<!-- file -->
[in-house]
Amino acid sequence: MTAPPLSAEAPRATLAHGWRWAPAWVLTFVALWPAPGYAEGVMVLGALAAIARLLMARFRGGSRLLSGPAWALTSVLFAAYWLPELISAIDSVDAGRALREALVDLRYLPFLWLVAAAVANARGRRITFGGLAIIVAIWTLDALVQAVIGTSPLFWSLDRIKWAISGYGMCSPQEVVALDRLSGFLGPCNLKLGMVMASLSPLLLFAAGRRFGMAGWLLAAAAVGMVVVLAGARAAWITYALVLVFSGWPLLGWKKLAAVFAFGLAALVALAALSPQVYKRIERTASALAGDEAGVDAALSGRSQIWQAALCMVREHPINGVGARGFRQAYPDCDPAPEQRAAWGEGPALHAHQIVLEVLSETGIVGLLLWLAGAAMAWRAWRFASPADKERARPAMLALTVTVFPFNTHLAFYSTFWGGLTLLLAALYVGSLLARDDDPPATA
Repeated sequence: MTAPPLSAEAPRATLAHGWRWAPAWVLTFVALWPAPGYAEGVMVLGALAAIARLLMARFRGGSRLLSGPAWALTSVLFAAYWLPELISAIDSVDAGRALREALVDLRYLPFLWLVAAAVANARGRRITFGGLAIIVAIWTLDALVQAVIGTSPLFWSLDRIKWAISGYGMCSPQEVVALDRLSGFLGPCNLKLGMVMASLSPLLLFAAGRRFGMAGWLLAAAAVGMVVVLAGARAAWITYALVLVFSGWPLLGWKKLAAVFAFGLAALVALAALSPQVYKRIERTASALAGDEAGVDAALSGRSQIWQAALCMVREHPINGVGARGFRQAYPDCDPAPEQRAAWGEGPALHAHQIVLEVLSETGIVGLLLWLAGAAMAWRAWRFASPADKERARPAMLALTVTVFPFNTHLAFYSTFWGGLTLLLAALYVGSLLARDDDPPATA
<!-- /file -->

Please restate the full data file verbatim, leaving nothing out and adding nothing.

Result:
[in-house]
Amino acid sequence: MTAPPLSAEAPRATLAHGWRWAPAWVLTFVALWPAPGYAEGVMVLGALAAIARLLMARFRGGSRLLSGPAWALTSVLFAAYWLPELISAIDSVDAGRALREALVDLRYLPFLWLVAAAVANARGRRITFGGLAIIVAIWTLDALVQAVIGTSPLFWSLDRIKWAISGYGMCSPQEVVALDRLSGFLGPCNLKLGMVMASLSPLLLFAAGRRFGMAGWLLAAAAVGMVVVLAGARAAWITYALVLVFSGWPLLGWKKLAAVFAFGLAALVALAALSPQVYKRIERTASALAGDEAGVDAALSGRSQIWQAALCMVREHPINGVGARGFRQAYPDCDPAPEQRAAWGEGPALHAHQIVLEVLSETGIVGLLLWLAGAAMAWRAWRFASPADKERARPAMLALTVTVFPFNTHLAFYSTFWGGLTLLLAALYVGSLLARDDDPPATA
Repeated sequence: MTAPPLSAEAPRATLAHGWRWAPAWVLTFVALWPAPGYAEGVMVLGALAAIARLLMARFRGGSRLLSGPAWALTSVLFAAYWLPELISAIDSVDAGRALREALVDLRYLPFLWLVAAAVANARGRRITFGGLAIIVAIWTLDALVQAVIGTSPLFWSLDRIKWAISGYGMCSPQEVVALDRLSGFLGPCNLKLGMVMASLSPLLLFAAGRRFGMAGWLLAAAAVGMVVVLAGARAAWITYALVLVFSGWPLLGWKKLAAVFAFGLAALVALAALSPQVYKRIERTASALAGDEAGVDAALSGRSQIWQAALCMVREHPINGVGARGFRQAYPDCDPAPEQRAAWGEGPALHAHQIVLEVLSETGIVGLLLWLAGAAMAWRAWRFASPADKERARPAMLALTVTVFPFNTHLAFYSTFWGGLTLLLAALYVGSLLARDDDPPATA